“Who are you?” he demanded.

Choking on his own blood, the man possessed the audacity to laugh. Flecks of red flew out from between his lips and spotted his dirty shirt.

“Y-yer wife s-says hullo,” the man managed to articulate before he started drowning on his own blood. Eirikr watched the blood slow to an ooze with each pulse of the cretin’s heart. He would not have the luxury of bleeding out quickly. No, it would be a slow death.

Gritting his teeth, he reached down and pulled a third knife from the man’s belt. He had helped the passing of animals he hunted. He knew how to end suffering quickly and with mercy.

His fingers flexed around the hilt of the knife and he slowly raised it as he stared down at it. It was long – more a dirk than a dagger. He turned it over and stared at the carving of a wagon wheel in the dark wood.

“Where did you get this?” he asked. He did not need to. It had lain in a chest beneath Ninim’s wedding gown. His hand tightened around the hilt and he dropped to his knee beside the man. “How did you come across this weapon?”

The man looked as though he wanted to laugh again. Eirikr seized the front of his bloodied shirt and pulled him up.

“How?!”

The man’s eyes started to glaze.

“No, damnit, where did you get this?”

The man went slack as he lost consciousness. A growl of frustration escaped Eirikr as he sunk the dirk into the man’s chest with both hands, sending him – and the answers to Eirikr’s questions – to the beyond.

 

To Dale: The Child

((OOC: Potential trigger warning))

 In Esgaroth, the Tenorbekk cottage

Ninim Tenorbekk knelt by the shore of Long Lake as she scrubbed out the week’s laundry in the fading twilight. Her lithe body moved awkwardly beneath its burden; her back ached and she was hungry. She had aged beneath the weight of her house guest. He took too much. Used too much. And after eight months of his attentions, gave too much as well.

She wrung out the last of Sten’s shirts and hated the fact it was not her husband’s. As she tossed it into the basket, she cut off sob that threatened to escape her throat. No. She would not fall to pieces. She would not fall to pieces. She should not fall to pieces. Eirikr would return and together, they would end the time stolen from them. They would reclaim their lives, rid themselves of the parasite, and start new. Start fresh.

Standing, she braced the basket of wet clothes against her hip and held on to it as best she could as she waddled toward the backyard where the drying line stretched between two trees. The sob threatened to loosen from her throat where it lay like a chicken bone, choking and painful. How could they start new with this…this thing growing inside her? The first time Sten pushed open her bedroom door, she thought it was a dream. Indeed, the entire evening seemed fragmented after they had eaten dinner. The bruises on her wrists the next morning and the scent of him on her bedsheets were the only signs that her memories were no mere dreams.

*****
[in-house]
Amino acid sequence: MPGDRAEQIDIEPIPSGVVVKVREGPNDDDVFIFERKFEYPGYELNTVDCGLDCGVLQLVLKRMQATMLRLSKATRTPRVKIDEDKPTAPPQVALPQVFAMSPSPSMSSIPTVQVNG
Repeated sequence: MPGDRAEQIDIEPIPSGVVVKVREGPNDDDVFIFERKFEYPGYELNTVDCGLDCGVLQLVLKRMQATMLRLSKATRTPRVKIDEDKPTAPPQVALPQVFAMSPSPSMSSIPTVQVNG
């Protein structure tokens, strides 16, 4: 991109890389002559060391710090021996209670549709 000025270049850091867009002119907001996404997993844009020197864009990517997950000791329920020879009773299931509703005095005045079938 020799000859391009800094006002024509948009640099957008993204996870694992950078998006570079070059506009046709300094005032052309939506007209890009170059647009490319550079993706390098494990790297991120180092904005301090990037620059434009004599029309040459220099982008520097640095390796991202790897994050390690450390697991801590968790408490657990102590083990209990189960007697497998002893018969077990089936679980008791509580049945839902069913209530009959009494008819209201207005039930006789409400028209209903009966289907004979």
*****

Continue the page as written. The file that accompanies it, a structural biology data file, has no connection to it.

When she started watching her food and drink, robbing Sten of the opportunity to drug her, it only led to a harsher waking world. He did not care when she fought back. In fact, he seemed to savor every slap he laid across her face until her head was swimming enough to staunch her resistance. She learned quickly to accept his attentions in order to protect herself from physical harm. Every night, her spirit suffered all the more.

As she hung the clothes in the dark, she longed to sink into the earth and dissolve into nothingness. She worked when no one could see her, for even when she was complacent, he still sometimes hit her for the fun of it. No one would believe the bruises came from his hand. Sten quickly made friends with the neighbors, spinning tales of half-truths involving Eirikr’s family emergency and a sense of duty to protect his “sister-in-law”. If anyone questioned why he had not gone after the wayward Tenorbekk himself, Sten would laugh and say, “I am no fighter! The Mirkwoods scare me to death. No, Eirikr knows the trails and the ways to survive on them. It’s all I can do to help around the house until he returns.”

With the last shirt hung, Ninim gathered up the basket and headed for the house. She braced her hand beneath her bulging belly and hesitated at the back door. Closing her eyes, she felt the baby within her stir. It tried to stretch without much success. It was crowded in there.

Her eyes still closed, she leaned her head against the rough door. Eight months he had been terrorizing her. Nine months since Eirkir had left for Bree. Her letter must have reached him. It had to have reached him. He had to be coming right now to silence her fears and to love her again.

He would love her, no matter what. Holding this in her heart, she shifted the basket around her pregnant belly and lifted the latch to face her life.